At the end of August /02 the California legislature passed a bill concerning the sale and labeling of dietary supplements that contain ephedra and steroid hormone precursors. SB 1884 requires specific warning language, the FDA MedWatch phone number, and a notice that the product is not for use by individuals under the age of 18 years on the label of all dietary supplements containing ephedrine group alkaloids (ephedra) or steroid hormone precursors, such as androstenedione and DHEA (dehydroepiandrosterone). The bill would also make it a misdemeanor for any manufacturer, wholesaler, retailer, or other person, to sell, transfer, or otherwise furnish a dietary supplement containing ephedrine group alkaloids or steroid hormone precursors to a person under 18 years of age. All indications suggest that the bill will be signed into law by the end of September /02. This action is in regards to the number of untimely deaths and other significant adverse events that have resulted from the use of ephedra-containing supplements and anabolic steroids. Adverse side effects form ephedra-containing supplements account for 17% of all adverse events reported from the use of dietary supplements, making these products the most commonly reported supplements for which adverse side effects have been reported. All health practitioners should be aware that ephedra-containing supplements have been associated with sudden death, stroke, seizures, and heart attacks, even in young persons. They are also known to commonly cause nervousness, anxiety, insomnia, palpitations, arrhythmias, and other troublesome side effects.
Americans May Soon Be Able To Claim Dietary Supplement Purchases As A Tax Deduction
Senators Tom Harkin (D-Iowa) and Orrin Hatch (R-Utah) recently introduced the Dietary Supplement Tax Fairness Act (S.1330) to Congress. The bill would put self-care products such as dietary supplements on par with other medical care items by providing an IRS deduction to consumers purchasing them when their total medical care expenses exceed 7.5% of adjusted gross income. Premiums paid for insurance covering supplement purchases would also be deductible. This bill was first introduced on August 2, 2001 by Senators Tom Harkin and Orrin Hatch, and is intended to give dietary supplements parity with prescription drugs under the U.S. tax code in an effort to advance sound health care policy. Tom Harkin explains, “our current policy is unfair and is failing to take full advantage of the potential to improve health and hold down health care costs through preventive health care practices available to consumers”. The scientific panel of the Office of Dietary Supplement Research conclude that, through this legislation, the public health community will have a valuable tool that can be used to increase the consumption of “disease-fighting phytochemicals”.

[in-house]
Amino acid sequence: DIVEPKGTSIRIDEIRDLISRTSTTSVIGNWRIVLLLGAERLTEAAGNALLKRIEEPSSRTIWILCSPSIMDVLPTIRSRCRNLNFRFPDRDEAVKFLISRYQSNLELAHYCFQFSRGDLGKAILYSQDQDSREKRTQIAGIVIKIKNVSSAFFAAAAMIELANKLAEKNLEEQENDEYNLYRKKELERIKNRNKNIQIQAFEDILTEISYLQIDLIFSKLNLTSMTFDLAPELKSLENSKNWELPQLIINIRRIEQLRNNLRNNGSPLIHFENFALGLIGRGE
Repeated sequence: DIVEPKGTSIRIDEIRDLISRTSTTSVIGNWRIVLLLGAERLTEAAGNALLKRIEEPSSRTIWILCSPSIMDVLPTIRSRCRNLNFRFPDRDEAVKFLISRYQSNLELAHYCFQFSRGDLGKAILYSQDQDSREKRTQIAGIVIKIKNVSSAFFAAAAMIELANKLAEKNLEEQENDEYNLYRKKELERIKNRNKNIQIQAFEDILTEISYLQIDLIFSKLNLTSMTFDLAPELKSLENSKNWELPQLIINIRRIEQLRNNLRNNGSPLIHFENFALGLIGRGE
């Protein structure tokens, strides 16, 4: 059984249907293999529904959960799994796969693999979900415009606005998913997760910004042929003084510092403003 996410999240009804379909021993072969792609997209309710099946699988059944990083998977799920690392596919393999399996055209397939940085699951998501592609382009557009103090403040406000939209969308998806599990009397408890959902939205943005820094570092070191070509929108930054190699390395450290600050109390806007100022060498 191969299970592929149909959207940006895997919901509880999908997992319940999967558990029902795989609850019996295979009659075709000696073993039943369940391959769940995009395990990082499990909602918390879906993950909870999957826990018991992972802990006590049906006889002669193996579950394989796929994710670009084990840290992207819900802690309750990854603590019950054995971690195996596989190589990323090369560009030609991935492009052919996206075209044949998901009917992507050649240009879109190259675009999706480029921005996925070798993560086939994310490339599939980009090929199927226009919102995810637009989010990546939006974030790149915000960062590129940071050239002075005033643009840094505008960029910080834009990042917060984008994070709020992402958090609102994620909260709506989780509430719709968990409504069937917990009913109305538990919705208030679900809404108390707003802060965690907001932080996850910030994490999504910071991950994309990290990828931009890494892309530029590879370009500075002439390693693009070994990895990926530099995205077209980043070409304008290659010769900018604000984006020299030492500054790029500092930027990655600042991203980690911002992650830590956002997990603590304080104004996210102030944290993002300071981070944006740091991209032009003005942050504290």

Senators Harkin and Hatch have been highly instrumental throughout the last decade in helping to create awareness of the scientific evidence indicating that nutritional supplementation may be a useful intervention in the prevention and/or management of many chronic degenerative diseases. Through their efforts, the Office of Alternative Medicine was established in 1991 at the National Institutes of Health, which later became known as the National Center for Complementary and Alternative Medicine (NCCAM). These two senators also introduced the Dietary Supplement Health and Education Act, which has greatly improved consumer access to nutritional supplements and to the scientific evidence to support their safe and responsible use. In the words of Tom Harkin, “Consumers need ready access to high quality, reliable information. They need it and they are thirsting for it. And if it is done right, it will improve health, extend lives and reduce health care costs by keeping people healthy”.
As an aside, it is interesting to note that the budget for the Office of Alternative Medicine rose from $3 million to $50 million in 4 years (later to be known as the NCCAM). For the fiscal year 2000, the NCCAM budget was $68.3 million, and when added to the other research initiatives undertaken by other institutions and centers in the U.S., the total complementary and alternative medicine investment in research and related activities was approximately $161 million for the fiscal year 2001.
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